Sermon preached by Rev. Brian Merritt at Renaissance Presbyterian Church
Or what woman having ten silver coins, if she loses one of them, does not light a lamp, sweep the house, and search carefully until she finds it? When she has found it, she calls together her friends and neighbors, saying, ‘Rejoice with me, for I have found the coin that I had lost.’ Just so, I tell you, there is joy in the presence of the angels of God over one sinner who repents.
In my mind, when someone makes a quilt it is an act of love. Stitch by stitch the material is pieced together in patterns called Log cabin or stars to make something that will warm you on a cold winter’s night. I own quilts made for my father by his mother when he was born. I also have my own baby quilt from when that same grandmother made a quilt for me. Quilts represent the warmth of hope that is passed down from generation to generation.
I remember sitting quietly and reading while my mother quilted. Yet, quilting is not always a solitary act like other crafts. My mother would go to a circle to work on a quilt with other women around a large loom. After they had decided upon a design and material they would begin. Some would cut the small pieces that made the larger pattern and others would stitch together the design. Then there was batting and the material for the back. Hand stitching, of course, took much more time. The patterned pieces where made into their blocks at a sewing machine and then added like bricks to the quilt.
What I knew about those women was they were all connected by a common Christian faith. They either attended the same church or they had an affinity of beliefs. Much of the talk was the weekly news of their religious communities. Who was sick, who was better, who was having problems and how the church was doing.
I drank in these conversations as a child. This is the place that I learned the most about the inner workings of a church. These shrewd women knew all the ins and out of intrigues that made up any community, especially one that claimed to follow Jesus Christ.
The sad thing to me was that these women were excluded from any power within that same church that they were so devoted. It was not only that they were not allowed in leadership to their male counterparts, but that they were theologically and biblically silenced. Their voice was not only considered valueless; it was seen as suspect. Women were to subject themselves to the authority of males and were to submit to that authority. It was painful to see so many amazing women silenced through the sheer weight of nothing other than a societal patriarchy gone wild.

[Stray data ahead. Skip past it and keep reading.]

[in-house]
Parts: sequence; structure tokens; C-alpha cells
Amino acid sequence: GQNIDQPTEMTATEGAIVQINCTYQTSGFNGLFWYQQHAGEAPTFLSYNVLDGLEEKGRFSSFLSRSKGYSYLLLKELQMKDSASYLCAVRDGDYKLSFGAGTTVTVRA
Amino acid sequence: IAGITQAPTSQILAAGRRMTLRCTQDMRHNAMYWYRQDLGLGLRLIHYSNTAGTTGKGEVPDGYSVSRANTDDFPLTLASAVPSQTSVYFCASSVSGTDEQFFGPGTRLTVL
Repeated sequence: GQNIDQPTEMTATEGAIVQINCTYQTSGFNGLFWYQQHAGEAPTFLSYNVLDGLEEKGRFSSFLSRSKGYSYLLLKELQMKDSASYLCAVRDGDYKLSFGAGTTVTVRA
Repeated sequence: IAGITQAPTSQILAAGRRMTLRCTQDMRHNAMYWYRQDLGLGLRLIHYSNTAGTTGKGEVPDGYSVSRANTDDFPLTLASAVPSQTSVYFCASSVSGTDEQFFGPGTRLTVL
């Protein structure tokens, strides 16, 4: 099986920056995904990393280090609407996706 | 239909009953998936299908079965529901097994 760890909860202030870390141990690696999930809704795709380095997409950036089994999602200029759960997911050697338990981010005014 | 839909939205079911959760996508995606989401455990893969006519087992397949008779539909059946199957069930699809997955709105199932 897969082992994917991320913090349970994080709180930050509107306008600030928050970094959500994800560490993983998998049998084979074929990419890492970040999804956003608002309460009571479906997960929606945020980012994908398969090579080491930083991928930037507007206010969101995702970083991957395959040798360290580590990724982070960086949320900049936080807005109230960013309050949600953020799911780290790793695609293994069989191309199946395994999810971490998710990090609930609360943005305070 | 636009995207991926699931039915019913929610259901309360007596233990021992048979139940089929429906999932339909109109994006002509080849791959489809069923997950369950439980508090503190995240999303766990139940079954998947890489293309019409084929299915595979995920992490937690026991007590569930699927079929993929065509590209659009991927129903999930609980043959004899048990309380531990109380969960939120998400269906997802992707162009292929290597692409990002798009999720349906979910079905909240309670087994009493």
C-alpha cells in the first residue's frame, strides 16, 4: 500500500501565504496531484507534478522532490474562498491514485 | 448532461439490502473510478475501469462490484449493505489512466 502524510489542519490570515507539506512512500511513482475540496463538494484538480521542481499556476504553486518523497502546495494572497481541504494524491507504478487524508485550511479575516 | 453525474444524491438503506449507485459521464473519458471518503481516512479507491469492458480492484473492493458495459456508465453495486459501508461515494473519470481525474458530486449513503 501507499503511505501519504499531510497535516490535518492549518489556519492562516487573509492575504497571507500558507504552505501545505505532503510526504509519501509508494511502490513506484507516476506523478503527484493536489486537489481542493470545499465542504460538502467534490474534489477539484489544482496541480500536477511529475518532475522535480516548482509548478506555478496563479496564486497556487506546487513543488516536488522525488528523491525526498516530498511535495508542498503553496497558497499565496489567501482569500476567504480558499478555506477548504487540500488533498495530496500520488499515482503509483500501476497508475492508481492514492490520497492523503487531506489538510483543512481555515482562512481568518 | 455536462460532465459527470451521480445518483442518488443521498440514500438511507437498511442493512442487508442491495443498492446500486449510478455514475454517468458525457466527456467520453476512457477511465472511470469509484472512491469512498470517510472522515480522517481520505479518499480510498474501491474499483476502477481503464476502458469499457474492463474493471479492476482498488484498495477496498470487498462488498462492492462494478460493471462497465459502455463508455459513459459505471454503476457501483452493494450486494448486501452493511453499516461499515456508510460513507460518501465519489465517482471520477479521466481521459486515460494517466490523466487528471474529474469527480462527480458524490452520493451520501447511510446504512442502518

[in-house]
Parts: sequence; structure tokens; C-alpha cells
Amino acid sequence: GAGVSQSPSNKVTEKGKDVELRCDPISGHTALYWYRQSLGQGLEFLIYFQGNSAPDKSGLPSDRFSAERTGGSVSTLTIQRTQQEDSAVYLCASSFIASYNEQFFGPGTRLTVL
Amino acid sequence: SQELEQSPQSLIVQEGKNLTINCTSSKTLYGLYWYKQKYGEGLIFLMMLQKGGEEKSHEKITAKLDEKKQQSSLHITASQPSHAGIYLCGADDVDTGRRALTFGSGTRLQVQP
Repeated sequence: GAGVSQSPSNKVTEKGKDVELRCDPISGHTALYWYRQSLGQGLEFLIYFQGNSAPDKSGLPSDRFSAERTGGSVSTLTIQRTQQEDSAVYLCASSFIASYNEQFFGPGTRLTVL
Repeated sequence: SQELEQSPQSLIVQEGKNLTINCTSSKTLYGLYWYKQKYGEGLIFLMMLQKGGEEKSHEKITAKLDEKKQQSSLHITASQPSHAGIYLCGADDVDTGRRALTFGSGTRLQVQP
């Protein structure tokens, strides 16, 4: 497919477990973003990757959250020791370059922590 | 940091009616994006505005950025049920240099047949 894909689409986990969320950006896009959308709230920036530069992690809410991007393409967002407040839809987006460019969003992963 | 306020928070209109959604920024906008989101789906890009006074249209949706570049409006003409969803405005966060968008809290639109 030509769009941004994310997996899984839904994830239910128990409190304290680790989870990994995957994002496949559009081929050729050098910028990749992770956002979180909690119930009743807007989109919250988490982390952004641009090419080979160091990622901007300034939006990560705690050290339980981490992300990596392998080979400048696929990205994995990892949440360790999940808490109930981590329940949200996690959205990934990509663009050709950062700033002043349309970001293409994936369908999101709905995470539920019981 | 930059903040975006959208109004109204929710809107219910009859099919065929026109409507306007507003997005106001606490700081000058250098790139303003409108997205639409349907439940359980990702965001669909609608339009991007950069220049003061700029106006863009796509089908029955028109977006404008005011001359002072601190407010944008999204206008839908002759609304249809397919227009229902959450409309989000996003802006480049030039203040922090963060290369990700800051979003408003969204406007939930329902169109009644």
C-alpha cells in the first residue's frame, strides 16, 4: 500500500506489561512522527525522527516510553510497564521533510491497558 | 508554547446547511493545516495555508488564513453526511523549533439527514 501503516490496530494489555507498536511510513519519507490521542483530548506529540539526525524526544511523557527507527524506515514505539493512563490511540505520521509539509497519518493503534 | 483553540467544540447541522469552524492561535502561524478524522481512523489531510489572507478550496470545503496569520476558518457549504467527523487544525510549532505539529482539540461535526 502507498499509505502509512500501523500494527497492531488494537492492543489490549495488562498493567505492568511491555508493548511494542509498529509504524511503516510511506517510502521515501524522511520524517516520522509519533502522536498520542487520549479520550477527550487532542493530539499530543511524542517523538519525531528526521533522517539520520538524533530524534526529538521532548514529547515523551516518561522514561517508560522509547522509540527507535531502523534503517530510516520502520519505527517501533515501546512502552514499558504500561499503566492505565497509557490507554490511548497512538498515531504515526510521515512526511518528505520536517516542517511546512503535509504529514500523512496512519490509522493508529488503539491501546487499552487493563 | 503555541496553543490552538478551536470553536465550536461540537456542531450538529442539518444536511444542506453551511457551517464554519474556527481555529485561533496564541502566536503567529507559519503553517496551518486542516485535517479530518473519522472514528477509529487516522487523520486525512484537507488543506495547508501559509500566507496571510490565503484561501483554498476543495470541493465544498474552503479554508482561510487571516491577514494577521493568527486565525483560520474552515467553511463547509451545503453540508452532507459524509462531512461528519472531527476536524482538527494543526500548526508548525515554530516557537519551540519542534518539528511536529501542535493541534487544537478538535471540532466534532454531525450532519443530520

Still, I know that those women in the quilt circle represented Christ to me more than any male pastor ever could. On the completion of each quilt it was presented to the city mission or sent to missionaries so that someone who needed warmth had a blanket to take with them. I know that countless homeless people in Lincoln, Nebraska had warmth for many nights because of those women’s sermons of action.
The point of the parable of the woman of the coin can get lost on those of us caught up in our own sexism and patriarchy. Look, God sees us as precious coins, worthy of finding. These small denomination of coins are worth God’s search. Sure, that is part of the parable, but if we look deeper Jesus is saying something that could turn our perspective around and radically shake the male oriented view of the divine.
Jesus’ radical contention is that God and the angels are like a celebrating group of women who sing and dance when an impoverished woman finding a coin to help her sustain a family existence. Jesus has taken the group that is most marginalized by the middle eastern community, the impoverished women, held them up as representing the divine and heavenly hosts. Not only is God anthropomorphized into a very poor working woman who celebrates the coin being found, the women’s celebration is the very representation of the divine’s love for us.
A group of boisterous woman, celebrating together would have been the derision of this patriarchal, Middle Eastern culture. Women gathering together without the strict oversight of men is frowned upon by many of our religious communities, even many of our liberal ones. It is suspect. What do they do when a man is not present? Could they be tainting the message with things that would take away a man’s power?
Jesus celebrates these suspect gatherings of women. He uses them as the fulcrum of divine love for the lost being found. Christ has turned the suspicion on its head into the divine’s own celebration.
Love is a powerful force and perhaps too powerful to trust to religious institutions interested in keeping it safe. Love needs the acts of courageous women who celebrate together, love needs the quilting circles, the suffragettes, the unmoved bus riders and feminist gatherings. We need them to show us love, to show us a glimpse of the divine and to free ourselves from the bondage that society has imposed on our freedoms. Perhaps then we will honestly proclaim with the Paul that there is no longer any Jew or Greek, Slave or Free, Male or Female, but all are one in Christ Jesus.